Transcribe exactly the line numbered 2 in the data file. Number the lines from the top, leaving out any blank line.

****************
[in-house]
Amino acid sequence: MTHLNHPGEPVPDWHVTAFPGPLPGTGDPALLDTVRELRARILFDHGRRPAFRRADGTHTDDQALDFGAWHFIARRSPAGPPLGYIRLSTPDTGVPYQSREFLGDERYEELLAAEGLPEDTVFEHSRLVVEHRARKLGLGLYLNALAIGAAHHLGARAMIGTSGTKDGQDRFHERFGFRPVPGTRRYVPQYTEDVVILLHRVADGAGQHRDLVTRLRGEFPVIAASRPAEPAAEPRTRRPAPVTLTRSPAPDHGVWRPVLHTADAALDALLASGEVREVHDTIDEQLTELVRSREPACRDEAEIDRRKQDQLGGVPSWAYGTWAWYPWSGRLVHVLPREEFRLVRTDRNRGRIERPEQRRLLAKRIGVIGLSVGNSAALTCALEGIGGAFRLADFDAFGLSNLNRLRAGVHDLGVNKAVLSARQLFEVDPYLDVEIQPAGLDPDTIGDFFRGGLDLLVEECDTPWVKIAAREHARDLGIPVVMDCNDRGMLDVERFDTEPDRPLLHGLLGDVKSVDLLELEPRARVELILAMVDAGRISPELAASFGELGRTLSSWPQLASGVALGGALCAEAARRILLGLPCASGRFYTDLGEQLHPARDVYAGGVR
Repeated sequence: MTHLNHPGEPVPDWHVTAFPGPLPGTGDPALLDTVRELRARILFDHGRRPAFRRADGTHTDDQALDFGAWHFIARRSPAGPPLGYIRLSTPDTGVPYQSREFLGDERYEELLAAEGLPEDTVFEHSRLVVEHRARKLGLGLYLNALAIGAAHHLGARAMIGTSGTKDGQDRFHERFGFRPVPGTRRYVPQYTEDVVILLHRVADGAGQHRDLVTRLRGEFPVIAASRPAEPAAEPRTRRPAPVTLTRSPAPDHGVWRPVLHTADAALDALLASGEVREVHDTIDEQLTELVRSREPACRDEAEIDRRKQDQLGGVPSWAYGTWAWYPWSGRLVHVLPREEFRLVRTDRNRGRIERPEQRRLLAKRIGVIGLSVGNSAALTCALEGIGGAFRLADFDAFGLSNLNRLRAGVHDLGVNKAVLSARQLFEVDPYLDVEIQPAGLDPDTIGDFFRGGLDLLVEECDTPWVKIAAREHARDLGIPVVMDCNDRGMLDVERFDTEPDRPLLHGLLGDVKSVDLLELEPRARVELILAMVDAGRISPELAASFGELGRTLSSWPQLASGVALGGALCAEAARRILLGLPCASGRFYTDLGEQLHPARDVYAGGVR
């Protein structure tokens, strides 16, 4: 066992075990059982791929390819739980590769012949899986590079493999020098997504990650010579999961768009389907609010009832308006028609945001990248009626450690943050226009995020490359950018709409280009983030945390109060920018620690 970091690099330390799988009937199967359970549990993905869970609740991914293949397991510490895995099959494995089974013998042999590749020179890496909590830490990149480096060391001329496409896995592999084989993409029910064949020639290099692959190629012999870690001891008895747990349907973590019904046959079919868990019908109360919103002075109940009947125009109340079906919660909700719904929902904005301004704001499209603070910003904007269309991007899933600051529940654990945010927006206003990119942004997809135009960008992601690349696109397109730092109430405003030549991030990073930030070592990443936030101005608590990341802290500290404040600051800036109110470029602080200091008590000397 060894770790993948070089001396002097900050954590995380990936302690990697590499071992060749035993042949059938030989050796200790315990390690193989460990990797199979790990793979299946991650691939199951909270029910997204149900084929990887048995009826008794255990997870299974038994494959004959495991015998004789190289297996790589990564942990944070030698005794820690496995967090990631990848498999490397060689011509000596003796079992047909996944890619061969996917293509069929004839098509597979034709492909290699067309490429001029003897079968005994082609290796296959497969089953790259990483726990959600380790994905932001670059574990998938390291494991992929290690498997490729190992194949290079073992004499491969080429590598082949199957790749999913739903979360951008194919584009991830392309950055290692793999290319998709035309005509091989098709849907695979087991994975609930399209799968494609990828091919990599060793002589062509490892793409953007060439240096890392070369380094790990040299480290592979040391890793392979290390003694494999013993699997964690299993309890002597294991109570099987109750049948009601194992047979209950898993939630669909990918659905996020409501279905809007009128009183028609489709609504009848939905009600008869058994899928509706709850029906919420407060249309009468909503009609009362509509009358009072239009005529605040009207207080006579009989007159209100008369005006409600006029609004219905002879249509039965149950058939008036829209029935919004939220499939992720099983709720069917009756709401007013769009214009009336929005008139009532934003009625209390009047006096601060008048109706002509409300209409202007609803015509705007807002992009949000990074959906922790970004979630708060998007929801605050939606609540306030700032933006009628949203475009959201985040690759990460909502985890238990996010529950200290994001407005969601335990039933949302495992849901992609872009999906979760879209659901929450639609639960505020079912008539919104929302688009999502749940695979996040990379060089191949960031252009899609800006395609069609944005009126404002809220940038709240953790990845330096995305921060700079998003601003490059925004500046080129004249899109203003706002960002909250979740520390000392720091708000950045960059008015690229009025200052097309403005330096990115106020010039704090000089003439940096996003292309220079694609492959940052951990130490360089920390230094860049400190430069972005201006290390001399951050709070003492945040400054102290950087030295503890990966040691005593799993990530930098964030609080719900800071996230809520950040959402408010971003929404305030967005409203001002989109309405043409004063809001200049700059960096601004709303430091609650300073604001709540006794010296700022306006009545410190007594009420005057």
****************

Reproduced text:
Amino acid sequence: MTHLNHPGEPVPDWHVTAFPGPLPGTGDPALLDTVRELRARILFDHGRRPAFRRADGTHTDDQALDFGAWHFIARRSPAGPPLGYIRLSTPDTGVPYQSREFLGDERYEELLAAEGLPEDTVFEHSRLVVEHRARKLGLGLYLNALAIGAAHHLGARAMIGTSGTKDGQDRFHERFGFRPVPGTRRYVPQYTEDVVILLHRVADGAGQHRDLVTRLRGEFPVIAASRPAEPAAEPRTRRPAPVTLTRSPAPDHGVWRPVLHTADAALDALLASGEVREVHDTIDEQLTELVRSREPACRDEAEIDRRKQDQLGGVPSWAYGTWAWYPWSGRLVHVLPREEFRLVRTDRNRGRIERPEQRRLLAKRIGVIGLSVGNSAALTCALEGIGGAFRLADFDAFGLSNLNRLRAGVHDLGVNKAVLSARQLFEVDPYLDVEIQPAGLDPDTIGDFFRGGLDLLVEECDTPWVKIAAREHARDLGIPVVMDCNDRGMLDVERFDTEPDRPLLHGLLGDVKSVDLLELEPRARVELILAMVDAGRISPELAASFGELGRTLSSWPQLASGVALGGALCAEAARRILLGLPCASGRFYTDLGEQLHPARDVYAGGVR